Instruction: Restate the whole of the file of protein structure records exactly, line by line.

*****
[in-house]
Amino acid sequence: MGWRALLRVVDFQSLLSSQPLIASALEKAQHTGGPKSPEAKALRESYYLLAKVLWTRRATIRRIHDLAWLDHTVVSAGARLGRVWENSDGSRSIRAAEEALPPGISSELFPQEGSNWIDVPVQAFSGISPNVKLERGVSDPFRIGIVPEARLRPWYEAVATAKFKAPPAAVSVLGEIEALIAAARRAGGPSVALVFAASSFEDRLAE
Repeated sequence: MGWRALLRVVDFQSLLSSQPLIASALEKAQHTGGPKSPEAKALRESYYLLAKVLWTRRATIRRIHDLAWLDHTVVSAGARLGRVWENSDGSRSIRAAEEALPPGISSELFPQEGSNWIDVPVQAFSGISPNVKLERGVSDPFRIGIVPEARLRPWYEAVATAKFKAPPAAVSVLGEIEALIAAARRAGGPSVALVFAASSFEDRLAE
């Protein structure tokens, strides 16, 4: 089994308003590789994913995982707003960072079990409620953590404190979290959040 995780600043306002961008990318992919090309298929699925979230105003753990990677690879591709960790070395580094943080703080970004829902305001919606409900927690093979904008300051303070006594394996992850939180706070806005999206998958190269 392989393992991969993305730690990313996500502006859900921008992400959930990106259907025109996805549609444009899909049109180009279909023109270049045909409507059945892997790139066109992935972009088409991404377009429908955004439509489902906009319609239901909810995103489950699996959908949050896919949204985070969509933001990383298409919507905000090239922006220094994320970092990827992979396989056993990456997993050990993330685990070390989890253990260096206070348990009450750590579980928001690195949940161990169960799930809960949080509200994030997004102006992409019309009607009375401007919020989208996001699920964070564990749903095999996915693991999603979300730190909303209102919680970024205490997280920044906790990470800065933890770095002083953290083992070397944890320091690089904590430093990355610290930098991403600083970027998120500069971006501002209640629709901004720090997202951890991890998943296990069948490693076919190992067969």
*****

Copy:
[in-house]
Amino acid sequence: MGWRALLRVVDFQSLLSSQPLIASALEKAQHTGGPKSPEAKALRESYYLLAKVLWTRRATIRRIHDLAWLDHTVVSAGARLGRVWENSDGSRSIRAAEEALPPGISSELFPQEGSNWIDVPVQAFSGISPNVKLERGVSDPFRIGIVPEARLRPWYEAVATAKFKAPPAAVSVLGEIEALIAAARRAGGPSVALVFAASSFEDRLAE
Repeated sequence: MGWRALLRVVDFQSLLSSQPLIASALEKAQHTGGPKSPEAKALRESYYLLAKVLWTRRATIRRIHDLAWLDHTVVSAGARLGRVWENSDGSRSIRAAEEALPPGISSELFPQEGSNWIDVPVQAFSGISPNVKLERGVSDPFRIGIVPEARLRPWYEAVATAKFKAPPAAVSVLGEIEALIAAARRAGGPSVALVFAASSFEDRLAE
């Protein structure tokens, strides 16, 4: 089994308003590789994913995982707003960072079990409620953590404190979290959040 995780600043306002961008990318992919090309298929699925979230105003753990990677690879591709960790070395580094943080703080970004829902305001919606409900927690093979904008300051303070006594394996992850939180706070806005999206998958190269 392989393992991969993305730690990313996500502006859900921008992400959930990106259907025109996805549609444009899909049109180009279909023109270049045909409507059945892997790139066109992935972009088409991404377009429908955004439509489902906009319609239901909810995103489950699996959908949050896919949204985070969509933001990383298409919507905000090239922006220094994320970092990827992979396989056993990456997993050990993330685990070390989890253990260096206070348990009450750590579980928001690195949940161990169960799930809960949080509200994030997004102006992409019309009607009375401007919020989208996001699920964070564990749903095999996915693991999603979300730190909303209102919680970024205490997280920044906790990470800065933890770095002083953290083992070397944890320091690089904590430093990355610290930098991403600083970027998120500069971006501002209640629709901004720090997202951890991890998943296990069948490693076919190992067969």